Designed by William De Lisle.
It was based on a Short, Magazine, Lee-Enfield Mk III* converted to .45 ACP by modifying the receiver, altering the bolt/bolthead, replacing the barrel with a modified Thompson submachine gun barrel, and using modified magazines from the M1911 pistol. The primary feature of the De Lisle was its very effective suppressor which made it very quiet in action - indeed working the bolt to chamber the next round makes a louder noise than firing a round. The De Lisle carbine was used by the British Commandos and special forces, and was accurate to 250 meters.
129 were produced during the period of 1942 to 1945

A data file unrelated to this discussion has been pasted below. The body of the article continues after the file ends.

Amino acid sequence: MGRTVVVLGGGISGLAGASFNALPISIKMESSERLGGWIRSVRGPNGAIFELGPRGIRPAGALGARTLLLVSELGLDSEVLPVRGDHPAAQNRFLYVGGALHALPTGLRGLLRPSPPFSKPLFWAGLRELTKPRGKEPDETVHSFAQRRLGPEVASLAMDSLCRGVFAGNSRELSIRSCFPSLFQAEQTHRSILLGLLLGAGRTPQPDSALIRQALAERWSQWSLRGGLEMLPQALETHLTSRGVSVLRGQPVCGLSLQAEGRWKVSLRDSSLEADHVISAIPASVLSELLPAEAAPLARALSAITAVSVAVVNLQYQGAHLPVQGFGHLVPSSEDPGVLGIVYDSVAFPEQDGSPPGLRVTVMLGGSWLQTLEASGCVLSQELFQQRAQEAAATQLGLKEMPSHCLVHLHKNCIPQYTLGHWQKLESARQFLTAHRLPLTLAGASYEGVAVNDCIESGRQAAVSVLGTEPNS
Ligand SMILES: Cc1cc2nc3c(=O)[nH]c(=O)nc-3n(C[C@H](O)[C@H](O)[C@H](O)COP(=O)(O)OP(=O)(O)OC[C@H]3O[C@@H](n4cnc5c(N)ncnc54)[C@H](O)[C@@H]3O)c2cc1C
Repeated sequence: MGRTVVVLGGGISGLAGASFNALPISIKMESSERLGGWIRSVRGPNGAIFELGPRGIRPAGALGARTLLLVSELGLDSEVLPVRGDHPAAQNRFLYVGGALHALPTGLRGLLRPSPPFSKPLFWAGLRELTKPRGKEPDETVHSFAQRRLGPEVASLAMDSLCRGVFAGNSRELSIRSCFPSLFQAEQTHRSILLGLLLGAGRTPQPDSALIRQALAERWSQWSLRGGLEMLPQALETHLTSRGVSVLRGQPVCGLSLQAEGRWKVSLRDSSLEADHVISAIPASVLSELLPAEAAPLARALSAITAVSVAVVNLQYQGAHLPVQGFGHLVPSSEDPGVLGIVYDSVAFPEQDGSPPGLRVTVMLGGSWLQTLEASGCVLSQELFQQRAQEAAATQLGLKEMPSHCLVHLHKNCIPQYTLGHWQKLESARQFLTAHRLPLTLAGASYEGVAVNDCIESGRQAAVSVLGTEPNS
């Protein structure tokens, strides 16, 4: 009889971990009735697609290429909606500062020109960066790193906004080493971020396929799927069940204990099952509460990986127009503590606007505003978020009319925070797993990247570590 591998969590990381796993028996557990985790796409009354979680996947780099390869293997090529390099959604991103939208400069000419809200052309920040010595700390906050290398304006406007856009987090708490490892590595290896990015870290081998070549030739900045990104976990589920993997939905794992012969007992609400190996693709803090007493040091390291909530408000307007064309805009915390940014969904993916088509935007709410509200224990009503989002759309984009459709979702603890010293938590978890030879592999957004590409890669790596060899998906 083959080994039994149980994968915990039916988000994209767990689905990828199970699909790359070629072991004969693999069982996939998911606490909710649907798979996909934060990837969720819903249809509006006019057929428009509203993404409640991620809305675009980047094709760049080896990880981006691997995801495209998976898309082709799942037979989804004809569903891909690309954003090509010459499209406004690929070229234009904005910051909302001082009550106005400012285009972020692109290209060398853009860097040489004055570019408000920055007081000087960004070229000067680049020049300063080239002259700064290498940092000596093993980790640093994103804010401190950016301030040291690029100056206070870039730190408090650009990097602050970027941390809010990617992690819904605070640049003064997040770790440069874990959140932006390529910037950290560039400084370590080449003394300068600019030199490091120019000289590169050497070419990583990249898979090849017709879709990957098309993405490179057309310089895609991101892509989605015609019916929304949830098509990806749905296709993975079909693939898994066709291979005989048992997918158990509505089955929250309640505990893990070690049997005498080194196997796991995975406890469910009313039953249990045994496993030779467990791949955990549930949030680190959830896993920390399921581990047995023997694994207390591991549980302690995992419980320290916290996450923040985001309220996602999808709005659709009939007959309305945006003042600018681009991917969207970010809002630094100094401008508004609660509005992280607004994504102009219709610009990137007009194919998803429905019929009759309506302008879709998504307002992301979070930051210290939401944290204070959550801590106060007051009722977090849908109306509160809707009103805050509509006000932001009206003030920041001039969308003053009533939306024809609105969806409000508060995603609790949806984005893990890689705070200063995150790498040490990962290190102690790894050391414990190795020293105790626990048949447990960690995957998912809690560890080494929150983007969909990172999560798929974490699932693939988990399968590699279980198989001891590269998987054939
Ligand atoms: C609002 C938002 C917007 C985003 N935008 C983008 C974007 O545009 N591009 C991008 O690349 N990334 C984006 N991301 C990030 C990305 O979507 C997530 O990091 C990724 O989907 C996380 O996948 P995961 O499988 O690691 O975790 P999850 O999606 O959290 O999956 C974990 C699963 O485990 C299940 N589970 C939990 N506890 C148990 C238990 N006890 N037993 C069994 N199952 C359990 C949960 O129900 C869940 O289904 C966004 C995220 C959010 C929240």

The suppressor, 2 inches in diameter, went all the way from the back of the barrel to well beyond the muzzle (the suppressor makes up half the overall length of the rifle), providing a very large volume of space to contain the gases produced by firing. This large volume was one of the keys to the effectiveness of the suppressor. The Lee-Enfield bolt was modified to feed the .45 ACP rounds, and the Lee-Enfield's magazine assembly was replaced with a new assembly that held a modified M1911 magazine. Because the cartridge was subsonic, the carbine was extremely quiet, possibly one of the quietest guns ever made. The De Lisle was used by the Special Operations Executive(S.O.E.) during World War II and after conflicts such as the Malaysian Emergency.